Chapter

Southern Bhutan in Early British Accounts

Michael Hutt

in Unbecoming Citizens

Published in print August 2005 | ISBN: 9780195670608
Published online October 2012 | e-ISBN: 9780199081806 | DOI: http://dx.doi.org/10.1093/acprof:oso/9780195670608.003.0003
Southern Bhutan in Early British Accounts

Show Summary Details

Preview

This chapter describes the history of Southern Bhutan as recorded in British colonial accounts. Though these are inevitably coloured by colonial preoccupations, they shed valuable light on the conditions in southern Bhutan before and during the arrival of the first Nepali settlers. A marked change occurs in British portrayals of the Bhutanese after the end of the Duars war. Colonel Francis E. Younghusband needed Bhutanese cooperation, and in the event a threat to withhold the annual subsidy if the Bhutanese sided with the Tibetans was dramatically effective. Ethnic stereotypes of the ‘land hungry,’ ‘mercenary,’ and ‘migratory’ Nepali created in colonial accounts still remain currency in local discourse today. The political and cultural dangers posed by Nepalese immigration are cited regularly by the Bhutanese government even today, and also, ironically, by some refugee activists, who use them for different purposes.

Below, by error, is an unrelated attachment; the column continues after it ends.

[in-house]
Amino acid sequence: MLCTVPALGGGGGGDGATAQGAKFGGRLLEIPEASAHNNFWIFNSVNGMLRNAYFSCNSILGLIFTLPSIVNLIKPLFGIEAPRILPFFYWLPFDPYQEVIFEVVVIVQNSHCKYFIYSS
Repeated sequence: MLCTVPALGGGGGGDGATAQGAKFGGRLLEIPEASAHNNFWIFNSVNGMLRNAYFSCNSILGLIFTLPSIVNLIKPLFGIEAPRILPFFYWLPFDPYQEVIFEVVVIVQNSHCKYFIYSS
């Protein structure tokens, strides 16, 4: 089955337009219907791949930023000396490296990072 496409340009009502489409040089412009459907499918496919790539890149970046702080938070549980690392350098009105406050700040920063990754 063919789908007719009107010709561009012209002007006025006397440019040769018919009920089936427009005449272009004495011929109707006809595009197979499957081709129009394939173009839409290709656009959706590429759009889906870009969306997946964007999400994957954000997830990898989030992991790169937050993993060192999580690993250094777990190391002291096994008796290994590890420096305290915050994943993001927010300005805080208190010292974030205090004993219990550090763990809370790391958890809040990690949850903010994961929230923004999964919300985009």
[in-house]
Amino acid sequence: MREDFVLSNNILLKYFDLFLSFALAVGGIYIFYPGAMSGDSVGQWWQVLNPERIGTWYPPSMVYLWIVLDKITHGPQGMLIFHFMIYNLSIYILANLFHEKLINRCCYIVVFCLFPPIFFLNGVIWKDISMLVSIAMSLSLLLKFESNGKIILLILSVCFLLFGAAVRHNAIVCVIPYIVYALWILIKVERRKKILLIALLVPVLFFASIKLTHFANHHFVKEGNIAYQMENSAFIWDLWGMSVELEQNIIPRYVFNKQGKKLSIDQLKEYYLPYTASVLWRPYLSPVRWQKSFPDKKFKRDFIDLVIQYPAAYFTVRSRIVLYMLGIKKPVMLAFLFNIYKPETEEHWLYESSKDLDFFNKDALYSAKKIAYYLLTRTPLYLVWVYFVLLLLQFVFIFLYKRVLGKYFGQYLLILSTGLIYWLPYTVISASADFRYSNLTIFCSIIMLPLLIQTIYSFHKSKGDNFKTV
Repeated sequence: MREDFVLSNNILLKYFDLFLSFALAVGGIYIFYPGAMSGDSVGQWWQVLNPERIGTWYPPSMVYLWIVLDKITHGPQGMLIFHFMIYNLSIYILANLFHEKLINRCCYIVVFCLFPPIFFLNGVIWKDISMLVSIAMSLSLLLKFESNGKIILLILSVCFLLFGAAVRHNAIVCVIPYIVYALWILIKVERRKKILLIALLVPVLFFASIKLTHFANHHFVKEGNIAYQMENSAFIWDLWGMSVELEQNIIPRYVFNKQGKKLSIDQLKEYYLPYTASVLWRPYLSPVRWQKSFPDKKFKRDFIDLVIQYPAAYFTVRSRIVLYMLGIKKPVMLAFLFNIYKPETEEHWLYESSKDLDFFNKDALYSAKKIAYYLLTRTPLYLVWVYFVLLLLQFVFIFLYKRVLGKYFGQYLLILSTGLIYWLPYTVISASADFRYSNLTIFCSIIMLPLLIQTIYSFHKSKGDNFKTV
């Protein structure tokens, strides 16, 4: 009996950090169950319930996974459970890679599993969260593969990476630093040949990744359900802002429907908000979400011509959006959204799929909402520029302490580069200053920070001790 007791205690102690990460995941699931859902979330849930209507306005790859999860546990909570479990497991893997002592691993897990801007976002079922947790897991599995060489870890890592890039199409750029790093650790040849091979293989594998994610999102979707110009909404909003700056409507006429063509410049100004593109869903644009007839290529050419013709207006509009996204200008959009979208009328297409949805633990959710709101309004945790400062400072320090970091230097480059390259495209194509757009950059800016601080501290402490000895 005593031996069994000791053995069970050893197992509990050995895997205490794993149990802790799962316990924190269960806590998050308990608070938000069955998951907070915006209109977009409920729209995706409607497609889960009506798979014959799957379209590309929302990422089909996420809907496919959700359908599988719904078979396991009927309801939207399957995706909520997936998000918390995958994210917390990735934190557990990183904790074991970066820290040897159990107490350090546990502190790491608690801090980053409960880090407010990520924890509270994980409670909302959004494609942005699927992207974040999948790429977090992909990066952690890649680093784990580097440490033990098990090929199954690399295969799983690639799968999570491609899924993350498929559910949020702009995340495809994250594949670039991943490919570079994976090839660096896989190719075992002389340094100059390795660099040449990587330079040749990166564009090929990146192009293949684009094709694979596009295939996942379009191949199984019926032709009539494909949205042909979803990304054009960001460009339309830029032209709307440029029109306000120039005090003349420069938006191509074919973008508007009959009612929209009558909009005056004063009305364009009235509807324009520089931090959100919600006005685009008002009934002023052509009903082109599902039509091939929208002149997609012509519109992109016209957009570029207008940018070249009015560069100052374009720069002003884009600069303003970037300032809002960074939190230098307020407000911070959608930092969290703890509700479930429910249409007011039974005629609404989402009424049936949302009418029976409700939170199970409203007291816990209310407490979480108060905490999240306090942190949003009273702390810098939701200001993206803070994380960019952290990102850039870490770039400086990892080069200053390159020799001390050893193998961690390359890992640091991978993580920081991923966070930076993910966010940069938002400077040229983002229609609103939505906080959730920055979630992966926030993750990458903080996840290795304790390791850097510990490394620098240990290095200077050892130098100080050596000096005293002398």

Keywords: Southern Bhutan; British colonial archives; Nepali settlers; Bhutanese government; Duars war; Colonel Francis E. Younghusband

Chapter.  5254 words. 

Subjects: Migration Studies

Full text: subscription required

How to subscribe Recommend to my Librarian

Buy this work at Oxford University Press »

Users without a subscription are not able to see the full content. Please, subscribe or login to access all content.